Briefing: I have a friend at work who everyone, including himself, calls him Eeyore (you may have to google it if you were born after 1980). This guy embraces the characterization and even puts Eeyore pictures on his locker.
Dispatch (Assignment): Read Psalm 88.
On the Street: When I first started reading this psalm, I thought it sounded like David. When I got to the end, I was surprised how the psalm ended. David normally ends his psalms with a turning to God and a joyful praise for the wonderful things God has done for him. This psalm ended the same sad way it started. I went back to see who wrote it and found it was not David.
David had a characteristic in his DNA that always brought him back to God. Unfortunately, not all of us come full circle when we get stepped on or hurt. If we could all be more like David and realize that God is still God, and He loves us, we would all be much further along in our Christian maturity. Sadly, most of us easily forget and lose focus on God when we are faced with hardships.
This psalm is a good exercise for Christian law enforcement officers. In our career, we will always encounter people who are in distress. We will answer calls where we find people in desperate need of help. Most of the people we come into contact with, while on the job, are not having a good day, otherwise, they would not be calling us. If you are not careful, this constant attitude will begin to rub off on you. There are some calls you answer that show the ugly side of humanity, the beatings, abuses, killings, and utter depravity of man. These too can affect your mental outlook. And lastly, there are the fatal accidents, the suicides, and natural disaster calls that will get to you as well. Add it all together and it sounds like a miserable mess.
Now let’s add the personal messes we make for ourselves. The divorce rate for law enforcement officers fluctuates between 75-85 percent. Normally, when a peace officer is divorced, they have also lost their children to their ex. They complain about this all the time. With divorce and child support come financial troubles. Usually, the divorced officer works way too much overtime, so add the fact they are tired and have no time for themselves on top of all the other troubles.
What do you do when you come across an officer who, like the writer of Psalm 88, has fallen into the hole of despair? They usually act defeated and hopeless. “I am counted among those who go down to the pit; I am like a man without strength.” How do you minister to them?
I have found that someone who is broken does not need much convincing. If you can get them to the point of agreeing they are broken, it is easier to show them they need to be fixed. Verse 3 says, “For my soul is full of trouble and my life draws near the grave.” It is like someone who is sick and needs the cure. If they are sick and want to get better they will gladly and gratefully accept the cure. First, they must understand they are sick. If you cannot bring them to this understanding it will be hard to force a cure on them.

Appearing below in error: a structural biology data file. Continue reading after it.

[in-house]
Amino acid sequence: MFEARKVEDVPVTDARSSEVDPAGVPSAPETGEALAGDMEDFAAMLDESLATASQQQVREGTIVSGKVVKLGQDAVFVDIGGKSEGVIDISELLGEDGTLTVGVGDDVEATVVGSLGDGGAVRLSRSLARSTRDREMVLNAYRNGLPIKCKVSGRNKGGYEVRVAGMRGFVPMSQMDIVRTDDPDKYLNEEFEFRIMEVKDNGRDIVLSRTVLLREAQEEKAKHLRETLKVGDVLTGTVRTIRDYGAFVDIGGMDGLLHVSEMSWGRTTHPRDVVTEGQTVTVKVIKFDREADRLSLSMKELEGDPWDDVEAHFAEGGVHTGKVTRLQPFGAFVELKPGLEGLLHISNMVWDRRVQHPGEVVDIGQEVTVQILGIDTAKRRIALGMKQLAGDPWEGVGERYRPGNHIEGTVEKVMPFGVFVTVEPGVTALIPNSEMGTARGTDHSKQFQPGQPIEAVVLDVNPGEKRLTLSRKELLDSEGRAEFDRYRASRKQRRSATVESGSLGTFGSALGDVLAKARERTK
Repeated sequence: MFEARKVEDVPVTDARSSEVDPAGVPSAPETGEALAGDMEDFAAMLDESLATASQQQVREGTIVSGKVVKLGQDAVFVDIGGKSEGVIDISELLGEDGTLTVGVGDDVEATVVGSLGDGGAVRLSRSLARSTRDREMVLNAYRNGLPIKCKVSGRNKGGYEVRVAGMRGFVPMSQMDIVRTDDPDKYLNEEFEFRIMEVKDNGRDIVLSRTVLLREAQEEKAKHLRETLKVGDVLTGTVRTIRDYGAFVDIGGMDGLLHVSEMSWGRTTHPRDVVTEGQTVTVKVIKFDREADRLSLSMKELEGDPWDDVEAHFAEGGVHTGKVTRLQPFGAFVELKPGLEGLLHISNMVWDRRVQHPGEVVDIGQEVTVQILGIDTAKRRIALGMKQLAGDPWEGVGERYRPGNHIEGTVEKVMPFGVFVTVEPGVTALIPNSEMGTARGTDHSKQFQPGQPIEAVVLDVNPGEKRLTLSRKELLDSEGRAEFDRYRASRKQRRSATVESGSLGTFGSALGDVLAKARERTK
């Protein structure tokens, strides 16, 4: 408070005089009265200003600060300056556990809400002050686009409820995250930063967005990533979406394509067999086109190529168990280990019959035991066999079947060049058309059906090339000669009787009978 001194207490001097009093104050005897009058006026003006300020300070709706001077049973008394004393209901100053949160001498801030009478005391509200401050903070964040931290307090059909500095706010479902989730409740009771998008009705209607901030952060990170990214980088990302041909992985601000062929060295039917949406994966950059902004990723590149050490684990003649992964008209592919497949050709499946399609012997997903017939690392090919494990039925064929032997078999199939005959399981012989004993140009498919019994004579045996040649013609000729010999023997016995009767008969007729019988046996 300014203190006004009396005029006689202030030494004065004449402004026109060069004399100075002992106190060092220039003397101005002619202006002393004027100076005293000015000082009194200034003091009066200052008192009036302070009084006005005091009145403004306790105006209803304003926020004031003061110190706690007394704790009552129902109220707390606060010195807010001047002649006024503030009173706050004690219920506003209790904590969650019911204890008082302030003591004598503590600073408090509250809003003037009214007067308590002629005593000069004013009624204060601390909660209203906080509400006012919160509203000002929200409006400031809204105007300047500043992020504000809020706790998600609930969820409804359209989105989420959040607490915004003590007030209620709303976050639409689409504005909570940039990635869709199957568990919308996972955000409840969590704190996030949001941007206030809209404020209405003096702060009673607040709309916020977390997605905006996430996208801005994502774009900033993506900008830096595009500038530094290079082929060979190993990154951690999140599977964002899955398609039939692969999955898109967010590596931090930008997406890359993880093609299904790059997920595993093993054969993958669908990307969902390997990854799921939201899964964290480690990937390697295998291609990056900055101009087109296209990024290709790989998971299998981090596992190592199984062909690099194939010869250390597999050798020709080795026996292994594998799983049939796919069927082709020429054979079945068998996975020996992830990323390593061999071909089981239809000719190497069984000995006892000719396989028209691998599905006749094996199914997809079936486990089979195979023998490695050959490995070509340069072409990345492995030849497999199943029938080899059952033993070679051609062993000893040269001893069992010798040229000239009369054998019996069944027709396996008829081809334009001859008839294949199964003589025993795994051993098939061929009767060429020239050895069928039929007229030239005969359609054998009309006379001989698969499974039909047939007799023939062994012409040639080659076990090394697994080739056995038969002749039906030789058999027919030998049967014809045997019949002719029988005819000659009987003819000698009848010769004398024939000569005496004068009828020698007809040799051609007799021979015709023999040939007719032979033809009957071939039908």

What if you were about to die from cancer and I told you there was a cure. All you needed was a shot of the miracle cure. Would you want the shot? The only problem is the cure costs 1 billion US dollars and they only take cash. How would that make you feel? Now imagine that someone knew about your condition and paid the price for your dose of the miracle cure. That was Jesus, obviously, and He is the only cure for the human condition.
“May my prayer come before you; turn your ear to my cry.” When we cry out to God, He will hear us. This is how someone gets healed. They will still have troubles in this world and the depressing calls will not stop coming, but they will have hope and joy in Jesus and the salvation He provides. There can be a peace they have never known and a new attitude found in the assurance of God’s love for us. These seem to be the blessings that kept David turning to God when life got rotten.
Jesus tells us, “Come to me, all you who are weary and burdened, and I will give you rest. Take my yoke upon you and learn from me, for I am gentle and humble in heart, and you will find rest for your souls. For my yoke is easy and my burden is light.” Matthew 11:28-30.
Investigational Resources: John 16:16-33.
Officer Safety Principle: Look to God in your own life and point to Him for your fellow officers to see. They need to be reminded of a God who loves them enough to die for them.
from Psalms Through the Eyes of a Cop, Volume 2
©by Charles Gilliland. Used by permission.
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